Stock futures pull back after S&P 500 notches best day since June

Futures contracts tied to the major U.S. stock indexes traded slightly lower early Tuesday after the S&P 500 rallied more than 2% Monday for its best day since June.

Dow Jones Industrial Average futures implied an opening drop of about 30 points. S&P 500 futures lost about 0.1% and Nasdaq 100 futures traded slightly lower

The 10-year Treasury yield, a point of focus lately for equity investors, was flat at 1.45%.

Shares of Target gained in premarket trading after reporting booming sales. Though the retailer declined to provide a forecast for 2021.

U.S. equities began March on a strong note on Monday with the S&P 500 up 2.38%, the Dow Jones Industrial Average adding 1.95% and the tech-heavy Nasdaq Composite jumping just over 3% after shedding 4.9% last week.

All 11 S&P sectors finished in the green and the S&P 500 posted its best day since June 5. Both the Dow and the Nasdaq clinched their best trading day since November.

Economically sensitive, cyclical sectors like energy and financials continued to outperform the broader market amid optimism about vaccines and economic resurgence. Meanwhile, a pause in the market for U.S. debt allowed high-growth tech names to recoup a sizable portion of their recent losses.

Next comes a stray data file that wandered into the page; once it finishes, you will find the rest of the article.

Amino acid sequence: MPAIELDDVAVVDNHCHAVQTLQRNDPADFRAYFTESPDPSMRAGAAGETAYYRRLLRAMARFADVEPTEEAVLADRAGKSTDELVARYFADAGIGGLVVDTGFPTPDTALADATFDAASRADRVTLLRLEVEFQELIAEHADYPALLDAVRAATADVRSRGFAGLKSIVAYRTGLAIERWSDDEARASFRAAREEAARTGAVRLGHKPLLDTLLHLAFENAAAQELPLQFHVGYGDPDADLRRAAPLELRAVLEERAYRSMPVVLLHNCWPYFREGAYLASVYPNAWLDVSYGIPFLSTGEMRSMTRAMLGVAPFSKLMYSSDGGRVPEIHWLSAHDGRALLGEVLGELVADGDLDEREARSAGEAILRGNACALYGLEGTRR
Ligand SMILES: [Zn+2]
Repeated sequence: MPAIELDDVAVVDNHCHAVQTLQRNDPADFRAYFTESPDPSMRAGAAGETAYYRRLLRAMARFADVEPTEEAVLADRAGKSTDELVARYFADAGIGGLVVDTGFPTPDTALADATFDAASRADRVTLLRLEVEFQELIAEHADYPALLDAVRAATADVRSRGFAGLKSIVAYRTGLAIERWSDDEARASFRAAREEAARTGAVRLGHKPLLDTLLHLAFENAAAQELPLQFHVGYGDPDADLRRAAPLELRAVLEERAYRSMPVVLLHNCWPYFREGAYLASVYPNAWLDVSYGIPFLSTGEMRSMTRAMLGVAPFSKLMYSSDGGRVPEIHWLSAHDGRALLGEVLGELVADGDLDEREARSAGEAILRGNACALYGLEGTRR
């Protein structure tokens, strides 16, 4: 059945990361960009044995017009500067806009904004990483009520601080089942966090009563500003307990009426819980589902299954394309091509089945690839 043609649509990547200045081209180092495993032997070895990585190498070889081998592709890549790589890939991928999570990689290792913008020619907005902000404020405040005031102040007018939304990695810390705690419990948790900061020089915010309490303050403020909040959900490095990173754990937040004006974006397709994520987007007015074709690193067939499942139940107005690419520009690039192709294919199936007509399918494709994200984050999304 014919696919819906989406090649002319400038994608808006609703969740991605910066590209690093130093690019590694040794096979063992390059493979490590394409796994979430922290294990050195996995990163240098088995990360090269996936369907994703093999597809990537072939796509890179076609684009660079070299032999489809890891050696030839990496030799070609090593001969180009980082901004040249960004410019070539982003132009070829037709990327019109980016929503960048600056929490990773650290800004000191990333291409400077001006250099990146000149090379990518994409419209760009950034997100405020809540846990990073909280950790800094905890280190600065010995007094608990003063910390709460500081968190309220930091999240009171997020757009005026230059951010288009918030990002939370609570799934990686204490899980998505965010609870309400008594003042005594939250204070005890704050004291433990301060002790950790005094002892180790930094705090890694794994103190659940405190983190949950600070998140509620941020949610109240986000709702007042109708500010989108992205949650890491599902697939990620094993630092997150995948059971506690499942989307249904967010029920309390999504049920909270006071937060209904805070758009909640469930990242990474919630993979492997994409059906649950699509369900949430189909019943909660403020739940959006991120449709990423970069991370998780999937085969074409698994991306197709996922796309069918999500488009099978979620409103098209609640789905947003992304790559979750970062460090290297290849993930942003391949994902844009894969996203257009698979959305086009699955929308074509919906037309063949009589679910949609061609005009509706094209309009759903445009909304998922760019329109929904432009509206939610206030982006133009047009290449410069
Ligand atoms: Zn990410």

Facebook added 2.8%, Apple rose 5.4% and Tesla climbed 6.4%.

The 10-year yield, which had kept investors on edge for much of last week, dipped to a session low of 1.41% Monday before drifting back near the flatline. The 10-year yield stabilized around that level, below its high of 1.6% last week, which encouraged investors last week’s rapid rise in borrowing costs has abated for now.

“Anxiety over yields appeared largely responsible for a 3% retreat in the S&P 500 from a record high in the middle of” February, Mark Haefele, chief investment officer at UBS Global Wealth Management, said in a note.

“We expect this interruption to the equity rally to be temporary and believe investors should put the pullback in context,” he added. “The rise in yields has been led by optimism over growth, not
inflation worries, and so doesn’t yet pose a threat to risk assets.”

Investors on Tuesday will pore over comments made by both Securities and Exchange Commission Chair nominee Gary Gensler and Federal Reserve Governor Lael Brainard.

Gensler will testify before the Senate Banking Committee at 10 a.m. ET while Brainard will deliver a speech entitled “U.S. Economic Outlook and Monetary Policy” via a virtual meeting hosted by the Council on Foreign Relations.

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